Prepping for Tax Time: Tips for the DIY Accountant

Every year, I do my own taxes. It’s a timely venture but it’s my belief that doing it yourself helps you understand your finances and your spending habits much much better. I take after my father, a frugal, do-it-yourself kind of guy. You wouldn’t expect a cancer surgeon to spend their free evenings on doing their own tax prep and filing, but that’s my dad! If you can even prepare it yourself once, it will be well worth your while and give you a greater understanding of a very intimidating subject.

1. Create a spreadsheet of your expenses

Here is an actual snapshot of the spreadsheet I use to keep track of my expenses. Strangely enough, I would consider this one of my hobbies LOLLL. I do it every month on the last day or so and I download my bank statement and compartmentalize it into different categories like car (which you’re looking at now), home, entertainment, business, health, etc…

First, it’s really interesting to see how much you’re spending on different things each month. I have a page with the totals and averages as well that allows me to see where I’m allocating most of my money and where I can cut back on. Keeping record of this not only keeps you actively aware of your spending habits, but will really help you when it comes time to file your tax deductions.

2. Gather all of your documents

Before you start filing, you need to reach out to your employer(s) and ask for the proper forms that report your wages and the taxes that have already been taken out. This will usually be in the form of a W2, for pay-rolled employees, or a 1099 which is an independent contractor (someone who earns a commission, like myself). No matter what kind of job you have, you will need to submit a 1040 form to the IRS to state any and all income you’ve made using the information from your W2 or 1099 form.

There are other forms you may need individually, such as a W-2G (gambling winnings) form or a SSA-1099 (Social Security benefits) to claim other forms of income. The entire list of forms can be found here.

Another important step is compiling the proper documents to make adjustments to your income, or essentially, what I like to calling shrinking your income. If you’re paying for college, you could use form 1098-T (tuition) and 1098-E (student loan interest) to help increase your tax return.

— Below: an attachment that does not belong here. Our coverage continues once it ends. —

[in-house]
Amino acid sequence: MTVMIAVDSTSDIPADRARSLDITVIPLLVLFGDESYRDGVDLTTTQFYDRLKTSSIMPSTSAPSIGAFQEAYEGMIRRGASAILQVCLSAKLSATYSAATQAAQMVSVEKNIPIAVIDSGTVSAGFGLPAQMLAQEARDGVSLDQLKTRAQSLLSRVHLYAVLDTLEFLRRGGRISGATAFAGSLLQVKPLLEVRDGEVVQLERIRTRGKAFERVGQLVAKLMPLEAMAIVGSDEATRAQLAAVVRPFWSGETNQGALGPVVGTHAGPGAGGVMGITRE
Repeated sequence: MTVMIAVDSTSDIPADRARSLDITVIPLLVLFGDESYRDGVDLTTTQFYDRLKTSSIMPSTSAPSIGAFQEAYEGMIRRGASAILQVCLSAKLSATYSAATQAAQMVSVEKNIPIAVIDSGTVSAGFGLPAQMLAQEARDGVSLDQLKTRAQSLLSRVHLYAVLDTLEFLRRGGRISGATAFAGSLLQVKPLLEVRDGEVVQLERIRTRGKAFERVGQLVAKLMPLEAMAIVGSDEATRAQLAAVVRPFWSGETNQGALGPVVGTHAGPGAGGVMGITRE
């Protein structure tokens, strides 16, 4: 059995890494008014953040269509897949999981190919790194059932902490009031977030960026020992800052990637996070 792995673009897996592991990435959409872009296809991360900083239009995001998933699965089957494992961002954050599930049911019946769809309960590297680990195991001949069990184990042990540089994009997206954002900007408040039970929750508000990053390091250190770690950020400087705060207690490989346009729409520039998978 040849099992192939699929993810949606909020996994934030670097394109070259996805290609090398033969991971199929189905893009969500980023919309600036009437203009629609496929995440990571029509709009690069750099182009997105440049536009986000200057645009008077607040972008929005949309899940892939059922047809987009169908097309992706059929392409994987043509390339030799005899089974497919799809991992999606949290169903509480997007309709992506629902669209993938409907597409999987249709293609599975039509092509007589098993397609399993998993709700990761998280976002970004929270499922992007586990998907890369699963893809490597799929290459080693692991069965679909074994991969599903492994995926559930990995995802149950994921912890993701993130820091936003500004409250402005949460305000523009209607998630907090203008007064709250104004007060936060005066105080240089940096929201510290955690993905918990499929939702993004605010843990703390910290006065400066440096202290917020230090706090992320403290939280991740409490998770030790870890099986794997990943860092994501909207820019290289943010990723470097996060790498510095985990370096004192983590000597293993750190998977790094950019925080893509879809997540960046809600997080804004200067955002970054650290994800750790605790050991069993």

Last, if you plan on doing an itemized deductions, another way of shrinking your income, you will need those forms. If you’re a homeowner, you can get a return because of your mortgage with a 1098 (mortgage interest), or if you pay for your own healthcare you can use 1095-B (health coverage). This goes along with charitable contributions and many other deductions. Again, the entire list can be accessed here.

3. Find the right program for you

Now, it is time for you to decide how hands on you want to be. Being the cheapskate that I am, I file my taxes through one of the free websites that the IRS suggests. They suggest a number of different sites according to your income level, residency and filing status here. I believe last year I used, but there are plenty of recognizable name brand services listed like H&R Block, Taxslayer, and Turbotax.

These free solutions are pretty bare bones and a little mind-numbingly boring, but they get the job done. If you need something more user friendly and … engaging? I’m not sure what the right word would be for doing taxes… Let’s say, if you need something a little nicer to look at, consider trying Intuit Turbotax. This ranges from a one time payment of $40-$100 and walks you through the process much easier. If you have a little more to keep track of, like you own your own business, I suggest going with Intuit Quickbooks. This is a subscription based (monthly or annually) service that can track your payments of employees and sales as well as your own income.

And remember– taxes must be paid by April 15th! I hope this was helpful. Please leave me a comment with any questions, concerns, or suggestions yourself!


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